Trolley Follies

The Antiplanner’s recent review of a proposed streetcar in Fort Lauderdale compared data for a dozen streetcar lines operating in 2015. Left out were streetcars in Cincinnati and Kansas City, which began operating during 2016. Now the early results for those two lines are in, and–not surprisingly–they aren’t good.

When it was planned, the Cincinnati streetcar was projected to carry 4,600 riders per weekday (see p. 16). By the time construction began, officials reduced this to 3,200 trips per weekday, and by the time it opened they dropped it further to 2,600. Actual ridership in May, its ninth month of operation, was just 1,713 trips per day. Since the city was counting on fares to help pay for operations, the streetcar is expected to have a $474,530 deficit this year and will need even more money from the city next year.

The Kansas City streetcar, meanwhile, was projected to carry nearly 3,200 weekday riders at fares of $1.50 a ride. So the city was elated when ridership in the first couple of months was more than 6,000 trips per weekday. What they didn’t mention was that the rides were free, not $1.50. Judging by Atlanta’s experience, raising the fares to $1 would reduce ridership by 58 percent; raising them to $1.50 would reduce it even more.

But Kansas City doesn’t have to raise fares to see ridership drop. As of May, average weekday ridership in 2017 was just 5,278 trips. Fares are still zero.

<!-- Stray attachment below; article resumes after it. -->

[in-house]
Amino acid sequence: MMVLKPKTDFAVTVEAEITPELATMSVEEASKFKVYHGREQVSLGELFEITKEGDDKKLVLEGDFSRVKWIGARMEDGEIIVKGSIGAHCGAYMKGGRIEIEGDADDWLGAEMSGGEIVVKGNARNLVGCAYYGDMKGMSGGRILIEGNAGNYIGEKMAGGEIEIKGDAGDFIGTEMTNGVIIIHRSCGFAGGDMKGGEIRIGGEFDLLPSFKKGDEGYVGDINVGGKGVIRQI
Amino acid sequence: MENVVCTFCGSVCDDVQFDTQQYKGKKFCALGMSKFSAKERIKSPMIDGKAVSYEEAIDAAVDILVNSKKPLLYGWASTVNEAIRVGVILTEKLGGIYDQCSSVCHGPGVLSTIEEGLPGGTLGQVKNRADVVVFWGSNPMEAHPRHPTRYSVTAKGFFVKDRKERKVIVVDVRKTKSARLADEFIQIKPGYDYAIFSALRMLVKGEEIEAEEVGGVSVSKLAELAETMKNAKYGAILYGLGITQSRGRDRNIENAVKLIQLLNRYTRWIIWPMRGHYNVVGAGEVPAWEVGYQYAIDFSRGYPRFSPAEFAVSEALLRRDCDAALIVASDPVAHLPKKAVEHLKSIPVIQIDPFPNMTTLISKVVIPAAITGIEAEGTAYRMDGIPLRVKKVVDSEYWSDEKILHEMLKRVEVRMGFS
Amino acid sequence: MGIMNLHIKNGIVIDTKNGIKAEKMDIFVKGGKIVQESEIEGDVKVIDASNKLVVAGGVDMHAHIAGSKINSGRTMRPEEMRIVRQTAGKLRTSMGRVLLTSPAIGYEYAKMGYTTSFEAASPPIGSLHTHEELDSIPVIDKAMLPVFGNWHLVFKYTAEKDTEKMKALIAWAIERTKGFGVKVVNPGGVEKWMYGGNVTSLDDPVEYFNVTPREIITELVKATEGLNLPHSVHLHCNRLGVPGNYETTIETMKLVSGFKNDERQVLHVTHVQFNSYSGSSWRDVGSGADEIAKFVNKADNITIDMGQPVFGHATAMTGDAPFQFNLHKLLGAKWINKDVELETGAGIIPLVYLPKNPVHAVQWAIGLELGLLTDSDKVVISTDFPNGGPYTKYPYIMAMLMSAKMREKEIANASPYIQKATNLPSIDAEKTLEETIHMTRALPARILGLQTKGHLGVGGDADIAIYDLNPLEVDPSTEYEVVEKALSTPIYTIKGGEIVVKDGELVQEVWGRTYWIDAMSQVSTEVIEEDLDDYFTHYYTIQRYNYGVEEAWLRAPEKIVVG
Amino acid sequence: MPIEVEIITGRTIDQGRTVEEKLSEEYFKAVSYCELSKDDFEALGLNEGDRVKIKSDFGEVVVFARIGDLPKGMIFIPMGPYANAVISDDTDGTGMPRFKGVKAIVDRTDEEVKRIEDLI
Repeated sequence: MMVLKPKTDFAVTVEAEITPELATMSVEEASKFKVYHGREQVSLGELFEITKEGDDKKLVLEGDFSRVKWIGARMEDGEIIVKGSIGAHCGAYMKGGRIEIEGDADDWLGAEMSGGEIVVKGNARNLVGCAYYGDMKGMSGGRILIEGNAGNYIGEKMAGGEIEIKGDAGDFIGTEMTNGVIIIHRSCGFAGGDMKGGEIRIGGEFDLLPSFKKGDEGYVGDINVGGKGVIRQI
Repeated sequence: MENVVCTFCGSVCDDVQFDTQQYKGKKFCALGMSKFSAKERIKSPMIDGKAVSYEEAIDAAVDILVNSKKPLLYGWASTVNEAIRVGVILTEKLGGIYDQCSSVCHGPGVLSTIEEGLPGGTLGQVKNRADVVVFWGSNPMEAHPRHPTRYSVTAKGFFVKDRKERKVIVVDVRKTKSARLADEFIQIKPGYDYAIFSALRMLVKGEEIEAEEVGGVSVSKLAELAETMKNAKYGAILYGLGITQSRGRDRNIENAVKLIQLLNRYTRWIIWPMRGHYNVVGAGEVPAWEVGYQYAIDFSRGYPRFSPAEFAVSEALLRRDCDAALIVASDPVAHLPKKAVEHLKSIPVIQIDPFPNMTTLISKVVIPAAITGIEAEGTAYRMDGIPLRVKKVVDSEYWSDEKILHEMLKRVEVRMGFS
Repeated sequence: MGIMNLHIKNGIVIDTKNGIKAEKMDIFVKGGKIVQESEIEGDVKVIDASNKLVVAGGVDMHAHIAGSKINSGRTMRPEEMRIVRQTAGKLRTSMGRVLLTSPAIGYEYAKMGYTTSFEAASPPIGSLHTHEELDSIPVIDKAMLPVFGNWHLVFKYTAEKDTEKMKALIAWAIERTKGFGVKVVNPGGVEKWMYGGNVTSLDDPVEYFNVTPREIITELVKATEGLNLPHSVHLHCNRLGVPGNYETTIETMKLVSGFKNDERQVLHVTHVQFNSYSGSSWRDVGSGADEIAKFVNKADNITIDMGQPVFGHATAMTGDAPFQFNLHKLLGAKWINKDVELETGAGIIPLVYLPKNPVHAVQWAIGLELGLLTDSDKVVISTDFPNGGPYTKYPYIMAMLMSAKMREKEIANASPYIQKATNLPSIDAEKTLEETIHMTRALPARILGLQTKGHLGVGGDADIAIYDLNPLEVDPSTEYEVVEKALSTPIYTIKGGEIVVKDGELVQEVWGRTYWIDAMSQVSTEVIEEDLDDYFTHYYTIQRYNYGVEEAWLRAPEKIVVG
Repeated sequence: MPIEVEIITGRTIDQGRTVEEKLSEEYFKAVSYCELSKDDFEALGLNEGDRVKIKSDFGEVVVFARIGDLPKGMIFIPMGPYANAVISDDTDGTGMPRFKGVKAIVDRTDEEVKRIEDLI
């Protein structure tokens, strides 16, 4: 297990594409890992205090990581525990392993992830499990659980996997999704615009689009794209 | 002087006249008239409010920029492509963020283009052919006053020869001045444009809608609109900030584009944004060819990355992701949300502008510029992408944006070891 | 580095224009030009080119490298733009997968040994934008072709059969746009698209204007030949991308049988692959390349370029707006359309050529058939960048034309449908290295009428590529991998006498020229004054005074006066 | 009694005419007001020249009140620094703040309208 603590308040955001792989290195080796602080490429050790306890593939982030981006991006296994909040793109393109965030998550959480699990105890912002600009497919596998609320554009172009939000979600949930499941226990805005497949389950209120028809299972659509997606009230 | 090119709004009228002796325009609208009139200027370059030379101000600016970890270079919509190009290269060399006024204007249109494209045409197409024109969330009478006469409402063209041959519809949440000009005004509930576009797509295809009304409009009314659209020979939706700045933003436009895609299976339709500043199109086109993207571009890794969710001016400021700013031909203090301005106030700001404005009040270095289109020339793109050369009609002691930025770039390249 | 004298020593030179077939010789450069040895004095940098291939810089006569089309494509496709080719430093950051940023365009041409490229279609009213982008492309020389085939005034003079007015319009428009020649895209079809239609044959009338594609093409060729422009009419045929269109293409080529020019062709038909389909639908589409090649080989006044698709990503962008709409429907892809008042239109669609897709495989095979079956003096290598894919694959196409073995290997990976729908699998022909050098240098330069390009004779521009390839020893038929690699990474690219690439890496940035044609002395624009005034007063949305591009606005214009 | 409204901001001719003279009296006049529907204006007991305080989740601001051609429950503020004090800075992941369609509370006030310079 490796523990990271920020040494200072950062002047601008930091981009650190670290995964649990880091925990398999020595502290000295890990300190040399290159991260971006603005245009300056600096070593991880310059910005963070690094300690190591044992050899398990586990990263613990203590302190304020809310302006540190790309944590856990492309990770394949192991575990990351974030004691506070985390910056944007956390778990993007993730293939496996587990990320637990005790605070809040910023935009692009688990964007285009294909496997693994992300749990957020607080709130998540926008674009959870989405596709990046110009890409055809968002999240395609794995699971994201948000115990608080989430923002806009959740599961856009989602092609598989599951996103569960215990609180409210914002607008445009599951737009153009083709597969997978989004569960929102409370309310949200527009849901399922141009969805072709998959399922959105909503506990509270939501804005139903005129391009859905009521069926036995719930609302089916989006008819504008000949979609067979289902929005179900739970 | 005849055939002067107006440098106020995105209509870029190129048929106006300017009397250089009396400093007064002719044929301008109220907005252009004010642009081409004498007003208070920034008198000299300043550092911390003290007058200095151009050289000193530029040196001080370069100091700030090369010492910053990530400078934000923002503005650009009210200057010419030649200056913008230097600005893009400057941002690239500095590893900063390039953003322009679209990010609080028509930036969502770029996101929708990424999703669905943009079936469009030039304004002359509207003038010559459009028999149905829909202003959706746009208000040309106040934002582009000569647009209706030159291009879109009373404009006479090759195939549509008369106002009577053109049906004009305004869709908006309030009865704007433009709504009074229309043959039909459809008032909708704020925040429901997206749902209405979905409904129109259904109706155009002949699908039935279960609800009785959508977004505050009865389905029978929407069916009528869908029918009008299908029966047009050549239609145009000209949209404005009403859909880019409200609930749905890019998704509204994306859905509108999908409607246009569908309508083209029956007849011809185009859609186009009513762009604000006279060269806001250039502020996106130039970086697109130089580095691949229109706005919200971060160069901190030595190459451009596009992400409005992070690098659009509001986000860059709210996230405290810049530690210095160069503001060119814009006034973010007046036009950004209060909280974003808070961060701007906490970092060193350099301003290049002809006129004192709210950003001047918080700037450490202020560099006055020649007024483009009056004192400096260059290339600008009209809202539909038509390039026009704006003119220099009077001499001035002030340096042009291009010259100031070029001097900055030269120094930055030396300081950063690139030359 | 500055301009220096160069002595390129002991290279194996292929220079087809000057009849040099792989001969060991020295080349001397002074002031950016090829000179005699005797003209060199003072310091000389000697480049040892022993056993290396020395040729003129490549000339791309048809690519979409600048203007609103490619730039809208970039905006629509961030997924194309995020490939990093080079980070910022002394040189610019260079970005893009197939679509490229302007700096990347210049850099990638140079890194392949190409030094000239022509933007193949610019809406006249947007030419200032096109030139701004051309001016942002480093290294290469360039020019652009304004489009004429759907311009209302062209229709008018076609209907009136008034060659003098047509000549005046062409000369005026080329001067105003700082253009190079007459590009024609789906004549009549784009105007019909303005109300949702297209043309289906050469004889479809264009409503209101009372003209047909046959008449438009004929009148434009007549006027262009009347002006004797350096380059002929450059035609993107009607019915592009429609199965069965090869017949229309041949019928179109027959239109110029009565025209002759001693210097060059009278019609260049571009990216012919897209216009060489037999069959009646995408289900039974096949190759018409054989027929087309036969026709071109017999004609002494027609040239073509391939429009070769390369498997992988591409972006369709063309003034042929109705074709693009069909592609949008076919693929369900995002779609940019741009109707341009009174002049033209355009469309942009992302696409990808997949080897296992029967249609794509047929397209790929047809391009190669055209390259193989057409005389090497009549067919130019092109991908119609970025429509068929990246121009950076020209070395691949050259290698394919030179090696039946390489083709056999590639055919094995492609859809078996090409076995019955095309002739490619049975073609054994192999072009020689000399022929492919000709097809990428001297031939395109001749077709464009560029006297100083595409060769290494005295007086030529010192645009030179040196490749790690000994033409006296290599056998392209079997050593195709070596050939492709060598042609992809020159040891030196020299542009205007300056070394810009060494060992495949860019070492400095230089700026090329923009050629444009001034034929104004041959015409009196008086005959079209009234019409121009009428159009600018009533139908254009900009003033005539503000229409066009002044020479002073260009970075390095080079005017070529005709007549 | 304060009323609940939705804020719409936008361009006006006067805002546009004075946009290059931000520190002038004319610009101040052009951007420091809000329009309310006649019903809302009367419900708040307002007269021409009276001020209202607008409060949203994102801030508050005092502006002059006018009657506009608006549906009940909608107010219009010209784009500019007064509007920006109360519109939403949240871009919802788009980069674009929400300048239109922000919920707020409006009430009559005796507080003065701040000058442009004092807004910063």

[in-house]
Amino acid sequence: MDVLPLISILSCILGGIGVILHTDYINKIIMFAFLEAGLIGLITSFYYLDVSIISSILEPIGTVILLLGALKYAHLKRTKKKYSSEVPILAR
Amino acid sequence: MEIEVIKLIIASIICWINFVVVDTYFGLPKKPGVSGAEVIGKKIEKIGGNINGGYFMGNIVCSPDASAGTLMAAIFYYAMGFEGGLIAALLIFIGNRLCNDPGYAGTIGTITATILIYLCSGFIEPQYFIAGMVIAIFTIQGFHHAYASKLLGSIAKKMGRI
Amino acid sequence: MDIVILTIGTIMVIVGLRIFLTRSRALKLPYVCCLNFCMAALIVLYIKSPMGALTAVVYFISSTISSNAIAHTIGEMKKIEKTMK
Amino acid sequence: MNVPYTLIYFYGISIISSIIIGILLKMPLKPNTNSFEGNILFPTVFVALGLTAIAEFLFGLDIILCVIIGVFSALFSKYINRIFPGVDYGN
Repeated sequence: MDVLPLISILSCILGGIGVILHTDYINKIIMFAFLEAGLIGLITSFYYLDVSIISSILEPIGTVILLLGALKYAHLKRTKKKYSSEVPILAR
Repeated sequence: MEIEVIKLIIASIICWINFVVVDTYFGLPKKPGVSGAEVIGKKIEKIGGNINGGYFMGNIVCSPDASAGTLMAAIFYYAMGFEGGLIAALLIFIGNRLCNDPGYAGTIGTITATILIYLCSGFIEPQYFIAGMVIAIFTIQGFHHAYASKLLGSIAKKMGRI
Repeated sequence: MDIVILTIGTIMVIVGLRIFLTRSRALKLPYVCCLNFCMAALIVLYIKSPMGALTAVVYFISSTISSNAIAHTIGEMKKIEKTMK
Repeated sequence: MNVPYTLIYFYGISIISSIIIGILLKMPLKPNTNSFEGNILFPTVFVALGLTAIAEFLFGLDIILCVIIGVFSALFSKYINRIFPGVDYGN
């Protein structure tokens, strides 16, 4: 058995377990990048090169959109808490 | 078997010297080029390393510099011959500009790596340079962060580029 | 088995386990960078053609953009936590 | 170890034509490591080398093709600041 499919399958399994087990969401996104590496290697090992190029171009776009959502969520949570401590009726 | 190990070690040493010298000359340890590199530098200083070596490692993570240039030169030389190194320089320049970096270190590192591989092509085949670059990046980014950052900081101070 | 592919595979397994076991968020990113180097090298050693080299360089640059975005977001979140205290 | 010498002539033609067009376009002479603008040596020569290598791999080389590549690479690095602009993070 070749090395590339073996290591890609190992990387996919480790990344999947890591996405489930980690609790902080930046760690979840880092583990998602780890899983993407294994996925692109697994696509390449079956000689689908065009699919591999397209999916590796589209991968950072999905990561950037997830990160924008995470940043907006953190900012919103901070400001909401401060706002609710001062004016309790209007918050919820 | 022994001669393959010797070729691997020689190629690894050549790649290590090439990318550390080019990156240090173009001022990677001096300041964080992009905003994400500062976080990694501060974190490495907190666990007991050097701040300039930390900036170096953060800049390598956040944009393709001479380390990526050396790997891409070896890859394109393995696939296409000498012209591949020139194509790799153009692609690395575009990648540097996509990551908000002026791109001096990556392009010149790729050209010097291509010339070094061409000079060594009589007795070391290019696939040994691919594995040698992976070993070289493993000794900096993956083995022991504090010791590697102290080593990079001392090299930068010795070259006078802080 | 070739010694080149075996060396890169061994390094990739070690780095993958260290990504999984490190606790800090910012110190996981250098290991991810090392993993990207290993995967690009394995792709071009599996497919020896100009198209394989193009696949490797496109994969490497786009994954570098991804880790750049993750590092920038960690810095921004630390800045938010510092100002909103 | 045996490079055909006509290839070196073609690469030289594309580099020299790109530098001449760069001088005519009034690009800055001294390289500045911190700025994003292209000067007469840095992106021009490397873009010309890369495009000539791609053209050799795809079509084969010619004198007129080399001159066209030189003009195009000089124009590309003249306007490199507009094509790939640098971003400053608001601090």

At least five cities in addition to Fort Lauderdale are hoping to get federal funds to build more new streetcar lines, including Los Angeles, Sacramento, Santa Ana, Seattle, and Tempe. Taxpayers in those cities better hope that Trump’s plan to end federal funding for what are obviously local projects wins out.


2 thoughts on “Trolley Follies

  1. Frank

    Yes, but the Paris of the Plains *needs* a streetcar for bragging rights and promo photos. Never mind that most people do not work anywhere near the streetcar. Never mind that KC has the least congestion of any major North American city and one of the best freeway systems in the country. Never mind that KC density is ridiculously low. KC needed a shiny toy to go along with it’s new shiny baseball trophy!

  2. TCS

    In Dallas, one used to be able to board a free circulator bus (the DLink) in uptown, ride through the downtown business district, cross the Trinity River and continue on a circulator route in Oak Cliff all on the same bus. Now, with the new streetcar, one boards the DLink in uptown and journeys through downtown, where one transfers to the streetcar to cross the river. Once south of the river the rider transfers to a different bus that circulates in Oak Cliff.

    I gotta say, though, the streetcar does look mighty spiffy in the Chamber of Commerce brochure.

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